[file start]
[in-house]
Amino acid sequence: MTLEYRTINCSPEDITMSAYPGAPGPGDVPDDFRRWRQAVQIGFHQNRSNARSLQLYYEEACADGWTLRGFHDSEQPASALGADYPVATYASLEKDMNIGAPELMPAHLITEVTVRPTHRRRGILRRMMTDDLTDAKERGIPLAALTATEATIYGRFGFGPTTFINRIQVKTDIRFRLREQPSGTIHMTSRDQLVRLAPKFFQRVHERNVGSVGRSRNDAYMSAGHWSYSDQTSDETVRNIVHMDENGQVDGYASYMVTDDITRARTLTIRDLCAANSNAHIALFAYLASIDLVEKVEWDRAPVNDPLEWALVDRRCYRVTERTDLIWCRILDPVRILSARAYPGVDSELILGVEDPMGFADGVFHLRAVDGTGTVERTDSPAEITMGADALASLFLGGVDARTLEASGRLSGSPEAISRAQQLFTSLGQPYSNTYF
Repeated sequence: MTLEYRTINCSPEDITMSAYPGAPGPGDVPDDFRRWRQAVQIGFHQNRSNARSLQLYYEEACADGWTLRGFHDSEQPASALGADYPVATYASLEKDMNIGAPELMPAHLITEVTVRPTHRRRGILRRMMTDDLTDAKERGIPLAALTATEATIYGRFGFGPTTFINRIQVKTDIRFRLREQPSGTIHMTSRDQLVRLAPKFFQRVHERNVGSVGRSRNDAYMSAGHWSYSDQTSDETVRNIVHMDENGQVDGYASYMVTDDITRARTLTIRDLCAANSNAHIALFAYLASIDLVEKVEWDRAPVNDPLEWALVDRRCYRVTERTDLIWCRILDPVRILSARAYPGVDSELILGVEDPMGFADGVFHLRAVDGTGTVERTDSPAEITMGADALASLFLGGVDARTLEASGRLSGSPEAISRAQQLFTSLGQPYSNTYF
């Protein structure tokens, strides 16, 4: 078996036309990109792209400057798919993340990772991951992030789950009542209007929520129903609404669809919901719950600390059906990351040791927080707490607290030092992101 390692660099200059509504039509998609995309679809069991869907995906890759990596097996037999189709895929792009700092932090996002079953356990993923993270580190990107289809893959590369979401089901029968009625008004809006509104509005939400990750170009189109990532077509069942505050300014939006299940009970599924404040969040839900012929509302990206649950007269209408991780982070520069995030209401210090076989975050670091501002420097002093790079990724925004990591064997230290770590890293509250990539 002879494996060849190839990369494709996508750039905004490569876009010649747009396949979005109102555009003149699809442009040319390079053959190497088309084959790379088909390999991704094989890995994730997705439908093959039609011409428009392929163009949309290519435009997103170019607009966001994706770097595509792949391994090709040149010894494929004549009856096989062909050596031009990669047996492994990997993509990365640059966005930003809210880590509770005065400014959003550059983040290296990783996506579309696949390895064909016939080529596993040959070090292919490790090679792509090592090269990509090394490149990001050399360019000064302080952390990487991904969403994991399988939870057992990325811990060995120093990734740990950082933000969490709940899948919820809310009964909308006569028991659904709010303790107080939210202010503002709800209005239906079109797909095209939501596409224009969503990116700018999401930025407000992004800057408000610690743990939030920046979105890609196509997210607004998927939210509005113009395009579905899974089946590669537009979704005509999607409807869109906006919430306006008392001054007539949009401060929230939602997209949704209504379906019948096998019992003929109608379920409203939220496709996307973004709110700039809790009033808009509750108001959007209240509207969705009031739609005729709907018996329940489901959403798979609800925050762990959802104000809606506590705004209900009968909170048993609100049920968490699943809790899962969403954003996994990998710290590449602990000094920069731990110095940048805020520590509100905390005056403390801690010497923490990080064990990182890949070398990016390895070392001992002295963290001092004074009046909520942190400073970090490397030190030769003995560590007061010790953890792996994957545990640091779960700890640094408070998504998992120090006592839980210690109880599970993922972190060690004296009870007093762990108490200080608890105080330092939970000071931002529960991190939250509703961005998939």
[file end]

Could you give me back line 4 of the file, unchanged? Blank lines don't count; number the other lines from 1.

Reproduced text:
């Protein structure tokens, strides 16, 4: 078996036309990109792209400057798919993340990772991951992030789950009542209007929520129903609404669809919901719950600390059906990351040791927080707490607290030092992101 390692660099200059509504039509998609995309679809069991869907995906890759990596097996037999189709895929792009700092932090996002079953356990993923993270580190990107289809893959590369979401089901029968009625008004809006509104509005939400990750170009189109990532077509069942505050300014939006299940009970599924404040969040839900012929509302990206649950007269209408991780982070520069995030209401210090076989975050670091501002420097002093790079990724925004990591064997230290770590890293509250990539 002879494996060849190839990369494709996508750039905004490569876009010649747009396949979005109102555009003149699809442009040319390079053959190497088309084959790379088909390999991704094989890995994730997705439908093959039609011409428009392929163009949309290519435009997103170019607009966001994706770097595509792949391994090709040149010894494929004549009856096989062909050596031009990669047996492994990997993509990365640059966005930003809210880590509770005065400014959003550059983040290296990783996506579309696949390895064909016939080529596993040959070090292919490790090679792509090592090269990509090394490149990001050399360019000064302080952390990487991904969403994991399988939870057992990325811990060995120093990734740990950082933000969490709940899948919820809310009964909308006569028991659904709010303790107080939210202010503002709800209005239906079109797909095209939501596409224009969503990116700018999401930025407000992004800057408000610690743990939030920046979105890609196509997210607004998927939210509005113009395009579905899974089946590669537009979704005509999607409807869109906006919430306006008392001054007539949009401060929230939602997209949704209504379906019948096998019992003929109608379920409203939220496709996307973004709110700039809790009033808009509750108001959007209240509207969705009031739609005729709907018996329940489901959403798979609800925050762990959802104000809606506590705004209900009968909170048993609100049920968490699943809790899962969403954003996994990998710290590449602990000094920069731990110095940048805020520590509100905390005056403390801690010497923490990080064990990182890949070398990016390895070392001992002295963290001092004074009046909520942190400073970090490397030190030769003995560590007061010790953890792996994957545990640091779960700890640094408070998504998992120090006592839980210690109880599970993922972190060690004296009870007093762990108490200080608890105080330092939970000071931002529960991190939250509703961005998939």